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Re: Green water

Steve Pushak wrote...

>Paul Krombholz did a lot of experiments with green water and adding
>nutrients including nitrate and these are written up in TAG 4:2 and 5:2.
>According to Paul's data adding nitrate doesn't do anything but make the
>green water greener.

This is false. He says that he added Hoagland's Solution several
times to deal with the nitrate deficiency. Both the algae and the
plants got greener. Eventually the plants gained the upper hand.
I quote the first three sentences of the second article.

"About the fourth or fifth time I added Hoagland's Solution, an
interesting thing happened. The tank cleared up. It didn't happen
immediately, but over a period of about two weeks."

Maybe Paul would care to comment, since he wrote the two-part
article. It's actually an interesting little piece.

> I'm afraid I can't go along with the suggestion
>that green water is _caused_ by a shortage of nitrate. It results when
>conditions are favourable for the algae to grow.

Did someone suggest that green water is caused by a shortage of
nitrate? Roxanne left her tank unattended for a month. Who knows
what nutrients were or were not present. In any case the green
water got a foothold. Tanks with green water which I have tested
for nitrate have measured low to zero. Those on the list who
have green water might wish to perform the test.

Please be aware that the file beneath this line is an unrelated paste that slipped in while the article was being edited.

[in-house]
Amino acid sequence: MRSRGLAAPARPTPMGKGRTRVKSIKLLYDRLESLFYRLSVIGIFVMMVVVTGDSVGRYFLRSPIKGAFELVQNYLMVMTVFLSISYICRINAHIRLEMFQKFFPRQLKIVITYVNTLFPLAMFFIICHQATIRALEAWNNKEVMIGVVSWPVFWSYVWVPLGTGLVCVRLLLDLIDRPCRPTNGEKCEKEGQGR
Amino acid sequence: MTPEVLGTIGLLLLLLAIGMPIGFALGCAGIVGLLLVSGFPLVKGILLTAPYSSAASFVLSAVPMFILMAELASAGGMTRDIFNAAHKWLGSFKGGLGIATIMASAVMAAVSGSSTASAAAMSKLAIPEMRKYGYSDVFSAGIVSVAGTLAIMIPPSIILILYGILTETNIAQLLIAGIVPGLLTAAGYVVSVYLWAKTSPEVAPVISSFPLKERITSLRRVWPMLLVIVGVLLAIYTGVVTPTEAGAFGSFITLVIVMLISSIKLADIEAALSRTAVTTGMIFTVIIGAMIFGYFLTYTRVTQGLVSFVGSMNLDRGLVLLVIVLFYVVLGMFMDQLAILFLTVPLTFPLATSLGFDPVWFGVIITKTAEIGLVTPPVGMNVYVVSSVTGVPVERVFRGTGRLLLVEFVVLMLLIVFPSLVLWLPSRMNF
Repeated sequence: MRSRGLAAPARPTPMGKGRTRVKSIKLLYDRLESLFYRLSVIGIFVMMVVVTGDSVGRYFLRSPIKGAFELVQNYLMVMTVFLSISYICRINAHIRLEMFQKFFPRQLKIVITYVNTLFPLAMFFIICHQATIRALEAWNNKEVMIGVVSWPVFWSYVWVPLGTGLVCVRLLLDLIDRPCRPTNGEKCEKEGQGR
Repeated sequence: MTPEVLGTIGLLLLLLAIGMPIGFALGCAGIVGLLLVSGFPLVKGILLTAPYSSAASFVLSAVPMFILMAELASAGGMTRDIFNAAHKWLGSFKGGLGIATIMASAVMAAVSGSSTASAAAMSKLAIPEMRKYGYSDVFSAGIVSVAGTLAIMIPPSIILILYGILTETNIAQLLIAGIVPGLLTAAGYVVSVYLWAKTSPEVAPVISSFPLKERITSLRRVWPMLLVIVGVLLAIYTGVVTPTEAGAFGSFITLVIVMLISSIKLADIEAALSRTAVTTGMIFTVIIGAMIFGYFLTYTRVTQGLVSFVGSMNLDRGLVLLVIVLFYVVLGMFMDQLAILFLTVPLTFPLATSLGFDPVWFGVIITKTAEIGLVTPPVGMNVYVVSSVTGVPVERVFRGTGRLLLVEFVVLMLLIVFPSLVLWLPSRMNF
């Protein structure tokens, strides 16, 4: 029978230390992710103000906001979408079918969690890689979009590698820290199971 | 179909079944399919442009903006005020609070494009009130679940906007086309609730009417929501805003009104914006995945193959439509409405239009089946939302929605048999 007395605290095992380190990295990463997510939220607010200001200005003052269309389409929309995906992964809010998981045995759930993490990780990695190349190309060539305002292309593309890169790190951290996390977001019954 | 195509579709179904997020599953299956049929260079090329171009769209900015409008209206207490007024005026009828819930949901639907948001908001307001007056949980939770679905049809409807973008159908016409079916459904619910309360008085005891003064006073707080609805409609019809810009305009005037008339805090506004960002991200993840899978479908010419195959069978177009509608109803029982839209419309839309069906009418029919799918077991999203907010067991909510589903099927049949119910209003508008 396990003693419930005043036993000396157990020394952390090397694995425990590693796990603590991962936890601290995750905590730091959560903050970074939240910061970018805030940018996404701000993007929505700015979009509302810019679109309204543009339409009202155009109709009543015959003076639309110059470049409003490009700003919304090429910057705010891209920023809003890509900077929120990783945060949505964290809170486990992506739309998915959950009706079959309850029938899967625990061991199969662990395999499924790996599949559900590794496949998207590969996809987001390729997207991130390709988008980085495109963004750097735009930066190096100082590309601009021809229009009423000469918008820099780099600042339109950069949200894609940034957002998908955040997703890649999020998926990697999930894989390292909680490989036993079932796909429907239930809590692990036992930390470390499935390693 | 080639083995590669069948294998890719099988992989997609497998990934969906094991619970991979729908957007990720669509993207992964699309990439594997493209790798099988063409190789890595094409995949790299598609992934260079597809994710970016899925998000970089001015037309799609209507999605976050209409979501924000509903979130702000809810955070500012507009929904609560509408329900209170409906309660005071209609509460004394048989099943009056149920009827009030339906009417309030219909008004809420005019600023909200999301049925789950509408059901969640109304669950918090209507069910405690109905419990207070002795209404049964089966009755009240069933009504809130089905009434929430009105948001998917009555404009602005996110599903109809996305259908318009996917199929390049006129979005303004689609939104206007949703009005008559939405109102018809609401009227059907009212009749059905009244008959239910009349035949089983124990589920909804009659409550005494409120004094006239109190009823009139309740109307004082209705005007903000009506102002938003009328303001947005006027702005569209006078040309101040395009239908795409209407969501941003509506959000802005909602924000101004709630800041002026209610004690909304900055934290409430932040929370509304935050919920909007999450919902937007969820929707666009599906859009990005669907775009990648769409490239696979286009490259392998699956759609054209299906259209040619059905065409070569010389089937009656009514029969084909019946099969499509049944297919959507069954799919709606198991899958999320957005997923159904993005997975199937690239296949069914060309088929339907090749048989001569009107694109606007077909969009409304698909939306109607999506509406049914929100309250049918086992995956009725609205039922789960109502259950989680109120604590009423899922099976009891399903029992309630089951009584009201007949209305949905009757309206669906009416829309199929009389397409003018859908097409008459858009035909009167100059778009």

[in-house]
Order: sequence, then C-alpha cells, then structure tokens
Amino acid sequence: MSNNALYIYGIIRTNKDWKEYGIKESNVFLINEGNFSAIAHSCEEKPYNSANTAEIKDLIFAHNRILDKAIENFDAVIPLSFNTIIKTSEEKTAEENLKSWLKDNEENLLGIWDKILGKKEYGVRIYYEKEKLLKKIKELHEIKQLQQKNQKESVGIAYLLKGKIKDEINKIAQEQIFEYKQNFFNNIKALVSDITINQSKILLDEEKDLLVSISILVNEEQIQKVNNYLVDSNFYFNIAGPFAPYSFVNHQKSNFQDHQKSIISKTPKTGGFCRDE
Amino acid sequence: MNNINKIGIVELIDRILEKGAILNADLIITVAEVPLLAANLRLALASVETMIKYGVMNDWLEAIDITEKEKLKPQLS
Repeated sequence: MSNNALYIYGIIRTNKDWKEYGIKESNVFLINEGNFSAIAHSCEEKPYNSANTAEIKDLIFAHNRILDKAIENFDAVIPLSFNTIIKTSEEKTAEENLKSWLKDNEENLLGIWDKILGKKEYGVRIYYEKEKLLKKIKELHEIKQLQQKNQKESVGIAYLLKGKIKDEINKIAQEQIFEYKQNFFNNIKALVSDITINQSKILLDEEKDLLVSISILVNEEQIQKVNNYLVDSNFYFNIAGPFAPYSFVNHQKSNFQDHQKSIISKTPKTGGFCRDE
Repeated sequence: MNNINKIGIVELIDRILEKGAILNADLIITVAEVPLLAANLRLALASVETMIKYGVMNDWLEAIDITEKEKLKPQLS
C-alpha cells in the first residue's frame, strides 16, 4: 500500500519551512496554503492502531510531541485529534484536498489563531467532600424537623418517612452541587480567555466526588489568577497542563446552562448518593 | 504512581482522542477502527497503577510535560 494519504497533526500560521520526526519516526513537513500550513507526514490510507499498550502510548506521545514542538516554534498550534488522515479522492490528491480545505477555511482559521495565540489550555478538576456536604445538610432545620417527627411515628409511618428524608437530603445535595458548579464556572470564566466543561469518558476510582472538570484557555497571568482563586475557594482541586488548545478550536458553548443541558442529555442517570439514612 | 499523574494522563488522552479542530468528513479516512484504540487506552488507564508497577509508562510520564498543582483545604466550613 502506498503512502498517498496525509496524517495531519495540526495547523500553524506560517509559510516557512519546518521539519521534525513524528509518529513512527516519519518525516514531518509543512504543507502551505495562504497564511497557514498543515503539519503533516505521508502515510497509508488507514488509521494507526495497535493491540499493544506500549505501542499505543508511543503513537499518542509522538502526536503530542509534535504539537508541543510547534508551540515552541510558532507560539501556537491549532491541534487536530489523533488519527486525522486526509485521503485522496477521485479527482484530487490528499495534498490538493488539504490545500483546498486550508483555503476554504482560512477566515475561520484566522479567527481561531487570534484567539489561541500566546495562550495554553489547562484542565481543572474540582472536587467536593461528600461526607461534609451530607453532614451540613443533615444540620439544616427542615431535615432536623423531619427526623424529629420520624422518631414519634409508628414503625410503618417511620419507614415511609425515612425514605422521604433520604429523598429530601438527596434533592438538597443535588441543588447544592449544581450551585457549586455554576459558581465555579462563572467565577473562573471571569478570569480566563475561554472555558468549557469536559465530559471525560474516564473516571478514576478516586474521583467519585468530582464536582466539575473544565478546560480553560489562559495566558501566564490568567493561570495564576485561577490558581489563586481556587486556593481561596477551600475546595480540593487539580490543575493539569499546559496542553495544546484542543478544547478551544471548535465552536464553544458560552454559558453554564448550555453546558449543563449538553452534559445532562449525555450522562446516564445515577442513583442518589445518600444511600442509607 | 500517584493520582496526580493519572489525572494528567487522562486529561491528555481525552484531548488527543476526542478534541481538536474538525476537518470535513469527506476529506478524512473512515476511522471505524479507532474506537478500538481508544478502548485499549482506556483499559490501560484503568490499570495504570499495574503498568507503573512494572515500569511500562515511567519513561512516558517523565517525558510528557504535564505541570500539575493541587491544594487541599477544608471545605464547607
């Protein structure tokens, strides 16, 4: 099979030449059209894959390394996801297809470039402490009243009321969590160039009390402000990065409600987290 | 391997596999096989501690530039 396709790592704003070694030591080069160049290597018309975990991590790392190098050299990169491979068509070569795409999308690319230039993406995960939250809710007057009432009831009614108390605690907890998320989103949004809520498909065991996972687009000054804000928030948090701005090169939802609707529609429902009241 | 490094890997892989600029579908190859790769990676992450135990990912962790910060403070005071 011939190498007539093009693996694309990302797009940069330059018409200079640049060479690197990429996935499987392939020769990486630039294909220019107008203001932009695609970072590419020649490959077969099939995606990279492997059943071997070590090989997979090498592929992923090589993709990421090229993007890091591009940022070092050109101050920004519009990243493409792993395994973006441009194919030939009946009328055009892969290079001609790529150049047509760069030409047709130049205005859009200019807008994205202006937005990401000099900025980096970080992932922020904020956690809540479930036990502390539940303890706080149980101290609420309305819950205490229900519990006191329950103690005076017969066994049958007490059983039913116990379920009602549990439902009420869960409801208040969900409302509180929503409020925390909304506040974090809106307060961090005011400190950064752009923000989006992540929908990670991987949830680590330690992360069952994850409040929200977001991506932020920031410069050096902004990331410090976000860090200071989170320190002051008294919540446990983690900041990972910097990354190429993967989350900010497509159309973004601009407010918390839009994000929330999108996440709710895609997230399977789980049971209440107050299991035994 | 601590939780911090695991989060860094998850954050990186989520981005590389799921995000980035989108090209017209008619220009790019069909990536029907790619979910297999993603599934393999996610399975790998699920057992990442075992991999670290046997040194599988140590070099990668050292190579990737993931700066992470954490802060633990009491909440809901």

Conditions favourable to the establishment of green water are
bright light and a pH>6.0. I cannot recall a case of green water
in a well-planted aquarium with large fish, only in those filled
with guppies of various sizes. Is this observation shared by
others on the list?

In his article Paul wrote that the disappearance of the algae
may have had more to do with plant mass and the number of filter-
feeding critters it was able to support. As plant mass increased,
so did the number of animals consuming planktonic algae.
Eventually they were able to clear the water.

This might explain why Roxanne's aquarium developed the green
water. As the hunger of the fish increased, they would have been
driven to searching out smaller prey including those creatures
which feed on the suspended algae. The system was thrown off
balance. The result was an algae bloom.

I have three tanks side by side with identical lighting. One is
pea soup. Maybe I'll perform a green transfusion to a healthy
tank in order to see if the problem corrects itself.

Dave Whittaker
ac554 at FreeNet_Carleton.ca